I’m writing this post in Villers-Cotterêts, a small town about an hour outside Paris on the road to Laon. Like most tourists I came here because of Alexandre Dumas, France’s most famous writer, thanks to The Three Musketeers, The Count of Monte Cristo, and dozens of other books. The walk from the center to the hotel where I’m staying led past the royal palace that inspired young Alexandre with dreams of derring-do, then down a wide and grassy lane bordered with towering trees to narrower path along an ancient, moss-covered stone wall. It felt like Dumas scenery, except on the other side of the wall was a modern low-income housing estate. The streets and buildings in it are named for places and characters in Dumas’s novels, the people are the mix typical of modern France: some look like native Picards, some look West African, some wear Muslim headscarves.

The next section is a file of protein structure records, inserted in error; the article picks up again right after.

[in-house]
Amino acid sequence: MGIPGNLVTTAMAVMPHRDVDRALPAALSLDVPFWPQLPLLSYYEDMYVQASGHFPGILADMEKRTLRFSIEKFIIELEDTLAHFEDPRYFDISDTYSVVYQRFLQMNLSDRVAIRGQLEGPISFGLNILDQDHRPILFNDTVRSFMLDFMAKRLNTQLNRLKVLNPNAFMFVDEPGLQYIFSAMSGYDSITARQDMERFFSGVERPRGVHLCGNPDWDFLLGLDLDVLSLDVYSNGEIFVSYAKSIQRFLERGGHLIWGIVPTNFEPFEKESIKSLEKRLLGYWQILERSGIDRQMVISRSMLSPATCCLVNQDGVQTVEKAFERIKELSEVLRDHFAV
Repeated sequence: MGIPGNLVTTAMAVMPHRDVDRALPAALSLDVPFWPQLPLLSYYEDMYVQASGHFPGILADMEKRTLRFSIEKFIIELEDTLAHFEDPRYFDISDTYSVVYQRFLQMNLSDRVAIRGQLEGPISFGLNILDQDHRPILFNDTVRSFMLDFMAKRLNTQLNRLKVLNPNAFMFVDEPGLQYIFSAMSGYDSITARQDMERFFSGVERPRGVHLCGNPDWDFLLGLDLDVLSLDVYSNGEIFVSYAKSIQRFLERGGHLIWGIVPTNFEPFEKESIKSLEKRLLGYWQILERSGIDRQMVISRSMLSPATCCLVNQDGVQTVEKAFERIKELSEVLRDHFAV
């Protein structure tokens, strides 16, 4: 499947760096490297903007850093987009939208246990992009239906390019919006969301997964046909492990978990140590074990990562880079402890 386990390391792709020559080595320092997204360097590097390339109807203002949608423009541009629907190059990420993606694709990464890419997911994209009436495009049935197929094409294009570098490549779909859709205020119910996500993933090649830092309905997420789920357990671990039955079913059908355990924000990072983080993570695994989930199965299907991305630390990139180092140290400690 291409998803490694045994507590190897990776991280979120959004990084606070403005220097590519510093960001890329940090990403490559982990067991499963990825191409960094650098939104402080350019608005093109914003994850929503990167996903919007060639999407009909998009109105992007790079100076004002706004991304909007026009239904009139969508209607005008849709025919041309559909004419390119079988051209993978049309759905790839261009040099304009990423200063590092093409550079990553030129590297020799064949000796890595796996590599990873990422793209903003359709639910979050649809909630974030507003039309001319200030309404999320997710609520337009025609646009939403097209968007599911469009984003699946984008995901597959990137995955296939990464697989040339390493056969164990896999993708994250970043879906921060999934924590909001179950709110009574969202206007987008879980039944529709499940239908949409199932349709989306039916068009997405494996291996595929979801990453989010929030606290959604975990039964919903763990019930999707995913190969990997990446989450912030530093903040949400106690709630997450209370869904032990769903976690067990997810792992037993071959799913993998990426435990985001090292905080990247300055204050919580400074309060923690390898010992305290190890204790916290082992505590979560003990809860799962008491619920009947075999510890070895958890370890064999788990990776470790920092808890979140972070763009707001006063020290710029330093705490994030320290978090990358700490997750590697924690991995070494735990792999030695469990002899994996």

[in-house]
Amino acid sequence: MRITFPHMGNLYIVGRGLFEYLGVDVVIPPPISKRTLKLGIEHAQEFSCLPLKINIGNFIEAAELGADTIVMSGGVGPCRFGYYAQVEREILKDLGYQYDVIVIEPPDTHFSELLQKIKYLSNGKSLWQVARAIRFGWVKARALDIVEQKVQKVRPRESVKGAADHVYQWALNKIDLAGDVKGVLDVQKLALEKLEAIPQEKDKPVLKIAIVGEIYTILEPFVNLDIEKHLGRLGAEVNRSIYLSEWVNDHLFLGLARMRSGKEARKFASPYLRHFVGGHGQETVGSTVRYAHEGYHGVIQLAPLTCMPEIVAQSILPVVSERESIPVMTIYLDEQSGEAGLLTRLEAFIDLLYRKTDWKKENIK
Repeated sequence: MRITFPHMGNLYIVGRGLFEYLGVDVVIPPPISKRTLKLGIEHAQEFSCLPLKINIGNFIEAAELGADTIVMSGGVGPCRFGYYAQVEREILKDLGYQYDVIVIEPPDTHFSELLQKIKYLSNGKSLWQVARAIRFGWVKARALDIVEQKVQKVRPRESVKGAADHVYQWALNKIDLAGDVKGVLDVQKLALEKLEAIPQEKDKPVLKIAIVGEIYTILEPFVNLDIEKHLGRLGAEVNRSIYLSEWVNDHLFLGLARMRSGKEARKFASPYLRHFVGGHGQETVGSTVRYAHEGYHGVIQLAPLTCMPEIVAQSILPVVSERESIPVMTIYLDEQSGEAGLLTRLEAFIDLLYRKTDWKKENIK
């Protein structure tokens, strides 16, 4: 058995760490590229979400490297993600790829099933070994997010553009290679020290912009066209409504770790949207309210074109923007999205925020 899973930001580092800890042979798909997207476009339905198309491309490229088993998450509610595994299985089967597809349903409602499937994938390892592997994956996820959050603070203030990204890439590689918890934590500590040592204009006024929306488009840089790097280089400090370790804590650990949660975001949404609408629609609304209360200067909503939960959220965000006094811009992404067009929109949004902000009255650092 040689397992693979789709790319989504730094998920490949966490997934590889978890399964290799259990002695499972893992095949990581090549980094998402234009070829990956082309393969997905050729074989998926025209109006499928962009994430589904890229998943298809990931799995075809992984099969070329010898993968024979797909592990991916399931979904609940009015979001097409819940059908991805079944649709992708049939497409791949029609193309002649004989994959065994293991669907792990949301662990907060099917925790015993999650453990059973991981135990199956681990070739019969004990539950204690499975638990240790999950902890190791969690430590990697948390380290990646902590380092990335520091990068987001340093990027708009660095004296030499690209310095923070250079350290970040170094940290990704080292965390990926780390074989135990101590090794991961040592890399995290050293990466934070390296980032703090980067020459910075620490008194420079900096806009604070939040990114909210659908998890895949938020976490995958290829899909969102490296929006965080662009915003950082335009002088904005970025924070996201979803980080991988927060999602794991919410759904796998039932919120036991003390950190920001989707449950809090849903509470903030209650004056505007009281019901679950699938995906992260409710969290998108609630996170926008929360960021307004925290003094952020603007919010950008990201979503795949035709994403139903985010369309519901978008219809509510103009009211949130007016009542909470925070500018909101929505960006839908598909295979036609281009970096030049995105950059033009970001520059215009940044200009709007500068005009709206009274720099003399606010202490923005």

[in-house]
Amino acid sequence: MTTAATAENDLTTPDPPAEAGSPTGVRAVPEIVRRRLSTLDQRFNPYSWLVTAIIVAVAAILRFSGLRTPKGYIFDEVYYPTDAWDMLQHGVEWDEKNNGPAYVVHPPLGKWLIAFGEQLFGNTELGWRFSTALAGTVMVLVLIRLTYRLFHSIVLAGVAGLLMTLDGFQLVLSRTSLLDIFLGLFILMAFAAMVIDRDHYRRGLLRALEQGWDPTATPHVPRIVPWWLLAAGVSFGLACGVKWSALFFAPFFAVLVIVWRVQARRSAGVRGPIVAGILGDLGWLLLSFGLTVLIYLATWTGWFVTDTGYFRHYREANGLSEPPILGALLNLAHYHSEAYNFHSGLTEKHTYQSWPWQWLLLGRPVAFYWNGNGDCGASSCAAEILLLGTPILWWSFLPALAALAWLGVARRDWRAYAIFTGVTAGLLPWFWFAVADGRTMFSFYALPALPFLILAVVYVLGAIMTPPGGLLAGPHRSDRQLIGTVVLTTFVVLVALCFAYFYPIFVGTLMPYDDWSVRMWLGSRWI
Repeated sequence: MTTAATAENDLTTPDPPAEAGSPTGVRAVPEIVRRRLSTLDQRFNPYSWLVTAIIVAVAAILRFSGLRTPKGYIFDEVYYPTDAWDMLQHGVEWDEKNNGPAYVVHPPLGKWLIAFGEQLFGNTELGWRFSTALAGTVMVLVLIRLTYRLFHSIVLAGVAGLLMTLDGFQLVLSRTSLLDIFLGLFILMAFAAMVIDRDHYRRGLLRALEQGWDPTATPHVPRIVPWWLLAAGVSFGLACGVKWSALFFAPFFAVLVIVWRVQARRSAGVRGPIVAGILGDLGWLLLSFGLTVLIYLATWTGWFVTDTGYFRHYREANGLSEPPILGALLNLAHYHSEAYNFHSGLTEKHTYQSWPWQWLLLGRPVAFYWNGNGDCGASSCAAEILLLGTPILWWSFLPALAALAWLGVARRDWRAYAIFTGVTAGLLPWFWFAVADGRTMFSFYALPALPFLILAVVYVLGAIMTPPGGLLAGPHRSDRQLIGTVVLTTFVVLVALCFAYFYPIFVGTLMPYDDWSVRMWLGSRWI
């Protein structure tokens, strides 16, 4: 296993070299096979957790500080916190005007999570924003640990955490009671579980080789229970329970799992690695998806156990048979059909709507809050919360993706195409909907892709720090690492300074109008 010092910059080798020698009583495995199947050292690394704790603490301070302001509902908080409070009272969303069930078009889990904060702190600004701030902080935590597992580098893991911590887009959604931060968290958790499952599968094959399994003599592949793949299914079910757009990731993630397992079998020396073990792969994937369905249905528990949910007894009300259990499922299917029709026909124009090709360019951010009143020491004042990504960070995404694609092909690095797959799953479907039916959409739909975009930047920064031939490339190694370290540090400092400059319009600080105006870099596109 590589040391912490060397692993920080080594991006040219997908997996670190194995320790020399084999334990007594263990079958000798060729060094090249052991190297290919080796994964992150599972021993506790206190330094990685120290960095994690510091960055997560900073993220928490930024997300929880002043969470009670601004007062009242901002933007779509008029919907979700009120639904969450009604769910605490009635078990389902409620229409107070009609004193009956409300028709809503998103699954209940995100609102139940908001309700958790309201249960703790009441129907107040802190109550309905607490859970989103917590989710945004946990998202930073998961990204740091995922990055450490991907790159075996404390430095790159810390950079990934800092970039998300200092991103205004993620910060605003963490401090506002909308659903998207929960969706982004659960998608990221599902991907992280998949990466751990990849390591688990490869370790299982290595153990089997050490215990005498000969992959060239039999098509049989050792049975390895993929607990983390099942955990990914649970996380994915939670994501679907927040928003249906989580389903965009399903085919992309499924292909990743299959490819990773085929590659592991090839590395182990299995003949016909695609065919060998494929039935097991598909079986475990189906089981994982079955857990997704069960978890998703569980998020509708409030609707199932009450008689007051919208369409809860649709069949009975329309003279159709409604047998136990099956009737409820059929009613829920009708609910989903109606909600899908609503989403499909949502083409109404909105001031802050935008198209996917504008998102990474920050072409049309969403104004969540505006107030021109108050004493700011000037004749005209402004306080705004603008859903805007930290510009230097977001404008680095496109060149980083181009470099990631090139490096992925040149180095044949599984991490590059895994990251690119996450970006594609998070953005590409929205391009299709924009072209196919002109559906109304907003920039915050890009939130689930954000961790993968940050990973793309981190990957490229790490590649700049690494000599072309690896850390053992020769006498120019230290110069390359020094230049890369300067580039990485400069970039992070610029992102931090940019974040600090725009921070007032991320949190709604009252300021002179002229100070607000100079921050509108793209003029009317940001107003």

The connection between that mix and Dumas is what brought me here. I’ve been reading his novel Georges, published in 1843, about a heroic young man who is, in the terms of the time, a Mulatto (mulâtre), of mixed European and African ancestry. He is from the Island of Mauritius and the action involves his romance with a lady from the island’s ruling class of French plantation owners. It’s an interesting book in a lot of ways, and one is Dumas’s insistence that the prejudice Georges faces from the wealthy French planters is a quirk of the colonial slave system. At the governor’s ball, his lady love is pleased to see him seated between two recently-arrived English ladies, since “she knew that the prejudice which pursued Georges in his native land possessed no influence on the minds of foreigners, and that it required a long residence in the island to cause an inhabitant of Europe to adopt it.”
I was struck by the claim that nineteenth-century Europeans had no race prejudice until they acquired it in the colonies, and would likely have dismissed this passage as naive if Dumas had been a white European—but it is harder to discount the observation coming from someone who had experienced the situation firsthand. Dumas’s mother was the daughter of a prosperous French innkeeper here in Villers-Cotterêts; his father was born a slave in Saint-Domingue (now Haiti).